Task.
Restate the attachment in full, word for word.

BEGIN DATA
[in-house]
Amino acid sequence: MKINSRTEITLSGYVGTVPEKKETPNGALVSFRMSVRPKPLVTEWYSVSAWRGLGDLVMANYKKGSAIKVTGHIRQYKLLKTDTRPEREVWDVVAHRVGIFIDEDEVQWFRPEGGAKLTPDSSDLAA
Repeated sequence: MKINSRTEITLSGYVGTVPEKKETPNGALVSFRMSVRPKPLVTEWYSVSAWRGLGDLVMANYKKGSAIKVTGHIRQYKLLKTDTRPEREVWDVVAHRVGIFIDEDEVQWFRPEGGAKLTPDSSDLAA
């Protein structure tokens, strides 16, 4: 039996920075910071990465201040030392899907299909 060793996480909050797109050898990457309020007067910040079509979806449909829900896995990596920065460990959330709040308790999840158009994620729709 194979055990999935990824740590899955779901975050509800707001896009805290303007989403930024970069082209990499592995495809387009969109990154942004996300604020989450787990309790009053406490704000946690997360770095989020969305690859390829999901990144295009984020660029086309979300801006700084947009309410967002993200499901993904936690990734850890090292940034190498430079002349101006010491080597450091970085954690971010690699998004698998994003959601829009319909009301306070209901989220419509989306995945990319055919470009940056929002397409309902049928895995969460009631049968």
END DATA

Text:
[in-house]
Amino acid sequence: MKINSRTEITLSGYVGTVPEKKETPNGALVSFRMSVRPKPLVTEWYSVSAWRGLGDLVMANYKKGSAIKVTGHIRQYKLLKTDTRPEREVWDVVAHRVGIFIDEDEVQWFRPEGGAKLTPDSSDLAA
Repeated sequence: MKINSRTEITLSGYVGTVPEKKETPNGALVSFRMSVRPKPLVTEWYSVSAWRGLGDLVMANYKKGSAIKVTGHIRQYKLLKTDTRPEREVWDVVAHRVGIFIDEDEVQWFRPEGGAKLTPDSSDLAA
């Protein structure tokens, strides 16, 4: 039996920075910071990465201040030392899907299909 060793996480909050797109050898990457309020007067910040079509979806449909829900896995990596920065460990959330709040308790999840158009994620729709 194979055990999935990824740590899955779901975050509800707001896009805290303007989403930024970069082209990499592995495809387009969109990154942004996300604020989450787990309790009053406490704000946690997360770095989020969305690859390829999901990144295009984020660029086309979300801006700084947009309410967002993200499901993904936690990734850890090292940034190498430079002349101006010491080597450091970085954690971010690699998004698998994003959601829009319909009301306070209901989220419509989306995945990319055919470009940056929002397409309902049928895995969460009631049968």